In the top half of the first inning Sunday night, as the Yankees' leadoff man batted, Derek Jeter, the Yankees' 24-year-old shortstop, crouched in the on-deck circle, looking across Camden Yards. He was smiling quizzically at a man in the Orioles' dugout.

Jeter was making eye contact with, and nodding in salute to, a man 14 years his senior, who had not been seated at the beginning of an Orioles home game since Jeter was an 8-year-old prodigy playing sandlot ball. For the first time since May 29, 1982, Cal Ripken was going to sit out a game.By the time the leadoff man grounded out, the 48,013 fans in the stands were buzzing with the recognition that a rookie was playing third base for the Orioles. And the Yankee dugout was seized by a sense of the moment.

The Yankees players were among the very few people in the ballpark who really understand how draining and damaging a 162-game season is, and how astonishing Ripken's 16-season, 2,632-game streak was. So the Yankees stepped in front of their dugout, tipped their caps and applauded until Ripken stepped onto the field, acknowledged the Yankees and the fans, and bade the game go on.

Professional teams sometimes acquire the personalities of their cities, so you might expect New York teams to fall somewhat short of civil. After all, a few years ago, when the New York Mets were lined up for a team photograph, a fight broke out between two teammates.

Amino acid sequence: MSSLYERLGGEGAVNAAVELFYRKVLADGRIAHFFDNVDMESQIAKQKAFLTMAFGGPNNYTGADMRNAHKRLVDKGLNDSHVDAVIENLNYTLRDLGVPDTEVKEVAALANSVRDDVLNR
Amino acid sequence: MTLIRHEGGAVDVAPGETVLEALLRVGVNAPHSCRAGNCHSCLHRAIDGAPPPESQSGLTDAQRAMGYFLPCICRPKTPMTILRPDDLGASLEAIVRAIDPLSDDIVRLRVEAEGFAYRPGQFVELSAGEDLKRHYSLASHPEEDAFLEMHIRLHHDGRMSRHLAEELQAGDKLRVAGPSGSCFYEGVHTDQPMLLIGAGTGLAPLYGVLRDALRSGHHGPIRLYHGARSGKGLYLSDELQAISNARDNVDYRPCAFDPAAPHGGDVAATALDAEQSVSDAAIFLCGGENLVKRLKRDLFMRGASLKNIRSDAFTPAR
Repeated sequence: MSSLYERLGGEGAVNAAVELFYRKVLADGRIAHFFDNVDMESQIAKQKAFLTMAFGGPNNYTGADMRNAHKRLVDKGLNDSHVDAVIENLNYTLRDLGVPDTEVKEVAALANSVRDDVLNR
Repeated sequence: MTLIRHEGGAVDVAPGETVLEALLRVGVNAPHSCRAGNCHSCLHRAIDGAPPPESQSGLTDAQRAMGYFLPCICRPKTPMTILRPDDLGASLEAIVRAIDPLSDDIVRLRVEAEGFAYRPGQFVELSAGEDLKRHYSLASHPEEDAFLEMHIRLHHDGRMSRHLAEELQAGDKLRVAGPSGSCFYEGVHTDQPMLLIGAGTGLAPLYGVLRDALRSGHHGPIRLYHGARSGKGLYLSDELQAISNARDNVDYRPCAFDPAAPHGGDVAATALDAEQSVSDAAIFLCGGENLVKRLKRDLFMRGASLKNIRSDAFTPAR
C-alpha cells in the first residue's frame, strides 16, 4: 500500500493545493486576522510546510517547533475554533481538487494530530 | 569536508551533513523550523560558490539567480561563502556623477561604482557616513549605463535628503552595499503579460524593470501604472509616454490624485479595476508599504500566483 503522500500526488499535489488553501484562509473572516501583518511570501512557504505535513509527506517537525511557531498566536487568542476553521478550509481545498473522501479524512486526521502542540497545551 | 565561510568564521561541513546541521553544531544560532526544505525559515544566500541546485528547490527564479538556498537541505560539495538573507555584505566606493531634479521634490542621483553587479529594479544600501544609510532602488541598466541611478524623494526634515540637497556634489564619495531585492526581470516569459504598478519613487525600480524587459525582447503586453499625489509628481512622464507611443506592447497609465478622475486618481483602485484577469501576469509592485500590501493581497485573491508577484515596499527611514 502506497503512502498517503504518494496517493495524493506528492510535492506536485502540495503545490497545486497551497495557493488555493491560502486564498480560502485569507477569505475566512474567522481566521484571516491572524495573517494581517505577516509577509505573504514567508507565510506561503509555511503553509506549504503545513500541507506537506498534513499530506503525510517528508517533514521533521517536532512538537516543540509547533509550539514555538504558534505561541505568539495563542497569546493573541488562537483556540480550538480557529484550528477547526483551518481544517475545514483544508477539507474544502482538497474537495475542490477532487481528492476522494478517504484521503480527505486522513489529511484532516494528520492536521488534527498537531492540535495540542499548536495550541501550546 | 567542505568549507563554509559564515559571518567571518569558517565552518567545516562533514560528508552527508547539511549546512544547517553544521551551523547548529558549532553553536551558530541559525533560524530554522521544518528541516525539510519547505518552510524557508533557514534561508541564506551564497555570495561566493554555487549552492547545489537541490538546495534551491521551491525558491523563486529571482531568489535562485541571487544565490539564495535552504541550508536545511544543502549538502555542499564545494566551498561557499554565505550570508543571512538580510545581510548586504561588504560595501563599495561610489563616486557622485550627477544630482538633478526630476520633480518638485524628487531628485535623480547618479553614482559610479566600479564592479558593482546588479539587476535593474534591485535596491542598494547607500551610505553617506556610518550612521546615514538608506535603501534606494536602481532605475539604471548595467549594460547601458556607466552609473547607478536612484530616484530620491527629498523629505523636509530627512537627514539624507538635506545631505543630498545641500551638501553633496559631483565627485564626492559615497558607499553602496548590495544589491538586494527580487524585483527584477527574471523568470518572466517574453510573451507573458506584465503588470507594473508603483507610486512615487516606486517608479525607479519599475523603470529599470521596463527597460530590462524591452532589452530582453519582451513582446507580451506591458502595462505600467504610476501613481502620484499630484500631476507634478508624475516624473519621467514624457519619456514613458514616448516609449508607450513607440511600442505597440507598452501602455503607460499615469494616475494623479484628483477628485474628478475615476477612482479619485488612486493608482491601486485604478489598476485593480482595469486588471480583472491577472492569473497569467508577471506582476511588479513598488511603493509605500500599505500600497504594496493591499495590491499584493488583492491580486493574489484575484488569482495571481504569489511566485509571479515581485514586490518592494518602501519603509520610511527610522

By their unplanned gallantry - the only genuine sort - the Yankees exemplified the comity that is common in baseball. Those in opposite dugouts have often played their dangerous game together all the way from the lower minor leagues to the big leagues. And Ripken, by the act of ending his consecutive game streak, and by the nonchalance of his way of doing that, exemplified something that baseball, almost uniquely in modern America, values: understatement.

Professional sports, like the rest of American life, is increasingly blighted by athletes' exhibitionism. For example, football features much taunting - end zone dances after touchdowns and struttings around the field after tackles or deflected passes. Baseball has an unwritten common law against such behavior.

That law is occasionally violated, and violations are occasionally punished by pitches thrown instructively close to offenders. But most players conform to that law because they understand how hard their game is and how much failure it inevitably involves.

For the second time in four seasons, the rhythm of Ripken's remarkable career has coincided constructively with the needs of baseball. In 1995, the season after the strike, baseball simply needed someone likable. This year, the need is a matter of nuance, but interesting nonetheless.

This year's home run race between Mark McGwire and Sammy Sosa has been an inspiriting grace note for a splendid season. Both participants have demonstrated that sportsmanship is not only compatible with professionalism, it is, in baseball, a component of professionalism.

However, the competition between McGwire and Sosa is not really baseball. It has become a spectacle that has distorted the competition in what remains, irreducibly, a team game.

In this tawdry year of our political life, Ripken's muted moment, and the Yankees' graceful participation in it, were welcome reminders of two things often missed amid the carpet-bombing cacophony of saturation journalism about people behaving badly. There is much more to the nation's life than its politics. And the reservoirs of America's everyday decency are deep indeed.

Washington Post Writers Group